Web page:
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    Can you provide one or two concrete examples where a TClass is useful, with some sample code? In my cursory internet research about TClass, I am finding that TClass can be passed around as a parameter. This is done in .NET using Generics. Factory methods are simply marked static in .NET, and don't require a class instance to execute. Commented Aug 25, 2014 at 18:22
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    @RobertHarvey: To me, personally, C# started to make a lot more sense once I stopped looking at it as Java/C++ reloaded and started treating it as Modula-2 with objects. It's the same with Java: everybody says it was influenced by C++, but that's not true. Its main influence is Objective-C (and Smalltalk via that), and Java will make a lot more sense once you treat it as Smalltalk with types instead of C++ with GC. Commented Aug 25, 2014 at 19:18
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    @RobertHarvey: TClass is a fundamental language feature that requires compiler support. You can't "write your own" without writing your own language, and for .NET even that would not be sufficient because the object model is defined by the CLR, not by individual languages. It's something that literally needs to be part of the .NET framework itself, or it can't exist. Commented Aug 25, 2014 at 20:45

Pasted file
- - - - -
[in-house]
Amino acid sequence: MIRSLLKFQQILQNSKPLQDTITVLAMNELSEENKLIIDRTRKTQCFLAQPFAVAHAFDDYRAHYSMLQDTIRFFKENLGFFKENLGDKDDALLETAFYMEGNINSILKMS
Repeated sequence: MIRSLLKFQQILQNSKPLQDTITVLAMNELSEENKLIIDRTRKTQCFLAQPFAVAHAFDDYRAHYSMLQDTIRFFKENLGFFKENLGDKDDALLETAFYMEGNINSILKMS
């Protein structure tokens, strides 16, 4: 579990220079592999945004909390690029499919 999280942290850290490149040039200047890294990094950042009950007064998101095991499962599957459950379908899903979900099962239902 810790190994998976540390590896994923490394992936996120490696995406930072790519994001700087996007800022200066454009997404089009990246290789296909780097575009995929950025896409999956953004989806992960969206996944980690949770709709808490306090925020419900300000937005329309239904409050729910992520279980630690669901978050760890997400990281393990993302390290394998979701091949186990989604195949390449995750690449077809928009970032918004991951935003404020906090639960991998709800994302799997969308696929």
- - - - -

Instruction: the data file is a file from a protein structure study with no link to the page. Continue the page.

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    First of all, I can say with utmost certainty that .NET wasn't a "Borland" product originally. How do I know this? I was (still am) part of the original core team which developed Delphi. I worked closely with Anders, Chuck, Gary and others. Of course, I'm certain that you know this. As for the existence of a class reference (as TClass and similar constructs are called) in .NET was likely deemed unnecessary due to the existence of rich run-time accessible type information. Delphi had far less type information in the beginning and class refs were a compromise. Commented Jan 19, 2015 at 5:51

2 Answers 2